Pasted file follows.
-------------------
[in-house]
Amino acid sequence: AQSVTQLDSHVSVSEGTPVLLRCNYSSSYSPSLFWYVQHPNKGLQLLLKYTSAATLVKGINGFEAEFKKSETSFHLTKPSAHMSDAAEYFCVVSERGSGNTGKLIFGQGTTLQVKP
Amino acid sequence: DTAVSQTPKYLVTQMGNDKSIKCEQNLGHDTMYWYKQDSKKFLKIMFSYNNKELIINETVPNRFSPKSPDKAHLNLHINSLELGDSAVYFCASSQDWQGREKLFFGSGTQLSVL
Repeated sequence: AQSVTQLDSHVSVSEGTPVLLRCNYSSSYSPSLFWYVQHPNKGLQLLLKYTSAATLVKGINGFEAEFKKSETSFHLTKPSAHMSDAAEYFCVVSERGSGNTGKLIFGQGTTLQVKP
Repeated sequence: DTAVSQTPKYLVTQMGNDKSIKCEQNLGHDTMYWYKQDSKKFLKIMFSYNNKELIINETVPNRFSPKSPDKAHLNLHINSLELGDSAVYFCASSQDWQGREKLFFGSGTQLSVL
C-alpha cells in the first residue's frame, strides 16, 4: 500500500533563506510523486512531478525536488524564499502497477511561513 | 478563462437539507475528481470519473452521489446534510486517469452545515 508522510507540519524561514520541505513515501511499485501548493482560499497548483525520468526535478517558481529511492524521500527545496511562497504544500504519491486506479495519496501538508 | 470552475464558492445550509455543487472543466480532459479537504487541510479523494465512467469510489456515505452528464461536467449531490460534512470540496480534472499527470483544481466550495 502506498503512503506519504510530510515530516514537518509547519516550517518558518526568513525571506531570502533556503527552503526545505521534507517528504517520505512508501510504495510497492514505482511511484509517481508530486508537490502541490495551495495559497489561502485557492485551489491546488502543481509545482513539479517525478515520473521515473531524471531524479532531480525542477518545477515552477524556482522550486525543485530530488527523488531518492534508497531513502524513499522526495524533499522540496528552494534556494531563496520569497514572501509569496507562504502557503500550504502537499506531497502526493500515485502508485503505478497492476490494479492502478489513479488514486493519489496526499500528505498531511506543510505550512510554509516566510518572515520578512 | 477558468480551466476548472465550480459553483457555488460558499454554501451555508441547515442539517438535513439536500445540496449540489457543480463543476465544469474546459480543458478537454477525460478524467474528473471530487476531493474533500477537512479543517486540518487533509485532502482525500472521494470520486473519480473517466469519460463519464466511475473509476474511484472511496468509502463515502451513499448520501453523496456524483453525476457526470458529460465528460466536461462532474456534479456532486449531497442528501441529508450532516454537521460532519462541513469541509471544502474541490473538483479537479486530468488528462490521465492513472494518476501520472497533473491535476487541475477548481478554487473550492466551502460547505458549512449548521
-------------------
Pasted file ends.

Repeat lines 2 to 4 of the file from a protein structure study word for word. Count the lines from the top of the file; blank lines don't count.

Amino acid sequence: AQSVTQLDSHVSVSEGTPVLLRCNYSSSYSPSLFWYVQHPNKGLQLLLKYTSAATLVKGINGFEAEFKKSETSFHLTKPSAHMSDAAEYFCVVSERGSGNTGKLIFGQGTTLQVKP
Amino acid sequence: DTAVSQTPKYLVTQMGNDKSIKCEQNLGHDTMYWYKQDSKKFLKIMFSYNNKELIINETVPNRFSPKSPDKAHLNLHINSLELGDSAVYFCASSQDWQGREKLFFGSGTQLSVL
Repeated sequence: AQSVTQLDSHVSVSEGTPVLLRCNYSSSYSPSLFWYVQHPNKGLQLLLKYTSAATLVKGINGFEAEFKKSETSFHLTKPSAHMSDAAEYFCVVSERGSGNTGKLIFGQGTTLQVKP